Now, with the Leadership Journal, we’re seeing it again– and we should be appalled. As if the original publication of the story didn’t demonstrate this, the complete lack of repentance and refusal to remove the story from the journal ought be further evidence of how badly we still don’t get it.
Please join me in making some noise and demand that this story be removed. Samantha Field provided the best plan of action (and also makes an excellent point on how power dynamics remove the possibility of true consent):
“Please e-mail the editors of the Leadership Journal and ask them to remove the post ( LJEditor@christianitytoday.com). Ask them to replace it with an article from the victim of a youth pastor, and then another from someone like Boz Tchividjian that offers church leadership an actual education in child sexual assault, clergy abuse, statutory rape, and how it is impossible for a pastor gain consent from a parishioner because of the power he or she has… If you subscribe to the Leadership Journal, please cancel your subscription and tell them why. “
I am disgusted with the lack of repentance and understanding of not only the rapist himself, but also Christianity Today, and the Leadership Journal.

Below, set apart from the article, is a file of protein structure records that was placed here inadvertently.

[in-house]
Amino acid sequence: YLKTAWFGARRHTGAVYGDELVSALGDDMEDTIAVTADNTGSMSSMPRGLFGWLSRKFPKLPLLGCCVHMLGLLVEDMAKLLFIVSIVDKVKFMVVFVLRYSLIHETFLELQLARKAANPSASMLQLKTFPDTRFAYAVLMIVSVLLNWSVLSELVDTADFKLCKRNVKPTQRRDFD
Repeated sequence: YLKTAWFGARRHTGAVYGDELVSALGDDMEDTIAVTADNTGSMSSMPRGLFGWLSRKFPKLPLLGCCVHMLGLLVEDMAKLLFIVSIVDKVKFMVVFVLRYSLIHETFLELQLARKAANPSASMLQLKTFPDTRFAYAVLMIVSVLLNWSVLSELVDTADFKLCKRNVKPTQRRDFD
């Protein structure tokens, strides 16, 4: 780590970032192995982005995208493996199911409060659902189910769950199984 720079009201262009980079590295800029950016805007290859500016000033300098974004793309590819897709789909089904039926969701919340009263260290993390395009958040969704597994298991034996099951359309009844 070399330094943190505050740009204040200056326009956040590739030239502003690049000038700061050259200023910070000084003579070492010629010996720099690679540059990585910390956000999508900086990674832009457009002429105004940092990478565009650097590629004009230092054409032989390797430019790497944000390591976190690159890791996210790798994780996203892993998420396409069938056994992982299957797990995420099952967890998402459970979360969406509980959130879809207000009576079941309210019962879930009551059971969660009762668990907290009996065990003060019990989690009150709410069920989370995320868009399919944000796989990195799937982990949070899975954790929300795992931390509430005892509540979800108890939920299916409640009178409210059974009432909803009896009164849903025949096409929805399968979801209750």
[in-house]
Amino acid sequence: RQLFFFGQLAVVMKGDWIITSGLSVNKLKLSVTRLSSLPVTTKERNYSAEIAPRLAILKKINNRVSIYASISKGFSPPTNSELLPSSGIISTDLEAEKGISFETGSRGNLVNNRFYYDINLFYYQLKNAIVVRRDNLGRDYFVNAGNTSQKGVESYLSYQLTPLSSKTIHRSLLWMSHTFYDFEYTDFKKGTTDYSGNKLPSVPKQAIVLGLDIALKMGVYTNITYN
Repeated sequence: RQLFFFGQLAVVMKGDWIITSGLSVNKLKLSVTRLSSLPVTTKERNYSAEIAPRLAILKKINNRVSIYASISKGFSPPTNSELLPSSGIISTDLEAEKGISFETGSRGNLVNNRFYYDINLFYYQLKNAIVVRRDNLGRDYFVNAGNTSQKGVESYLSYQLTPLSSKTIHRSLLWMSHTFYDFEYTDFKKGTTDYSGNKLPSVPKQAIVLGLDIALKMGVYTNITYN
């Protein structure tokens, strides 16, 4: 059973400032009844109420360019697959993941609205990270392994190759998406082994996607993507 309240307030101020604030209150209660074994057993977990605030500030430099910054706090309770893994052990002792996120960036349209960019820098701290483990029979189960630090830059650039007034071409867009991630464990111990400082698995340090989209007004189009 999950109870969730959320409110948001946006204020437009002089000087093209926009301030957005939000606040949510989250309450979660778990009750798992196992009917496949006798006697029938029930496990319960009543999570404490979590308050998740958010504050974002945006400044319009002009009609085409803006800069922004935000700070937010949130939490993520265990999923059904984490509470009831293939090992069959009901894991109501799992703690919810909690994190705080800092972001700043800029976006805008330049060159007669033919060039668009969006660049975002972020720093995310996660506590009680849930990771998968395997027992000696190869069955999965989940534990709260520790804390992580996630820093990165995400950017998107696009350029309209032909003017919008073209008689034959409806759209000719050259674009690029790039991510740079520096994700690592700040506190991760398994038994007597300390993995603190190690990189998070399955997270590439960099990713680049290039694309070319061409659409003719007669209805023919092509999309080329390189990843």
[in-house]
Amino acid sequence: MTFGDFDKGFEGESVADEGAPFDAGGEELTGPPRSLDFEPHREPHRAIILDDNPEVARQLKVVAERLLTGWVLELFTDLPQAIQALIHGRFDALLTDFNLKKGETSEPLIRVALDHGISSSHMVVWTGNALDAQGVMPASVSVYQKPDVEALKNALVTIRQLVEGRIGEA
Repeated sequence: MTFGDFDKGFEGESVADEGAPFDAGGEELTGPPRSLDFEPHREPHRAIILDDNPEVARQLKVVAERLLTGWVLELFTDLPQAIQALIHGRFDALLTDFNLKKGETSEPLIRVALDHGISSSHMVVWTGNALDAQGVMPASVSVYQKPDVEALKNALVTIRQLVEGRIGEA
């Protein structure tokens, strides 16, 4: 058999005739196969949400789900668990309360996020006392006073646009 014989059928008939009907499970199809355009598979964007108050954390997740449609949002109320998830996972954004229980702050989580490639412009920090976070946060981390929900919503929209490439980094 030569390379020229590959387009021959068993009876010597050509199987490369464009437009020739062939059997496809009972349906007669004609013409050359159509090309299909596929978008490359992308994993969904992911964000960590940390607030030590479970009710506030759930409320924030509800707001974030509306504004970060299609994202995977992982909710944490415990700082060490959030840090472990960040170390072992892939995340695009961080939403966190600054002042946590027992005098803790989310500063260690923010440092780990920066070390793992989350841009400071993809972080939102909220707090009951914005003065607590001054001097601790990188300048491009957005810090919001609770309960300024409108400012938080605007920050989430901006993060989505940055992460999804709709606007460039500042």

It’s time to #TakeDownThatPost. Please join me, and the others I’ve linked to above, in demanding that we no longer give attention and a platform to abusive leaders who prey on our children.
Update: Thanks to your efforts, Christianity Today as removed the post! Thank you to everyone. Here is their official statement:
“We should not have published this post, and we deeply regret the decision to do so.
The post, told from the perspective of a sex offender, withheld from readers until the very end a crucial piece of information: that the sexual misconduct being described involved a minor under the youth pastor’s care. Among other failings, this post used language that implied consent and mutuality when in fact there can be no quesiton that in situations of such disproportionate power there is no such thing as consent or mutuality.
The post, intended to dissuade future perpetrators, dwelt at length on the losses this criminal sin caused the author, while displaying little or no empathic engagement with the far greater losses caused to the victim of the crime and the wider community around the author. The post adopted a tone that was not appropriate given its failure to document complete repentance and restoration.
There is no way to remove the piece altogether from the Internet, and we do not want to make it seem that we are trying to make it disappear. That is not journalistically honest. The fact that we published it; its deficiencies; and the way its deficiencies illuminate our own lack of insight and foresight, is a matter of record at The Internet Archive (https://web.archive.org/web/20140613190102/http://christianitytoday.com/le/2014/june-online-only/my-easy-trip-from-youth-minister-to-felon.html).
Any advertising revenues derived from hits to this post will be donated to Christian organizations that work with survivors of sexual abuse. We will be working to regain our readers’ trust and to give greater voice to victims of abuse.
We apologize unreservedly for the hurt we clearly have caused.
Marshall Shelley, editor, Leadership Journal
Harold B. Smith, president and CEO, Christianity Today International”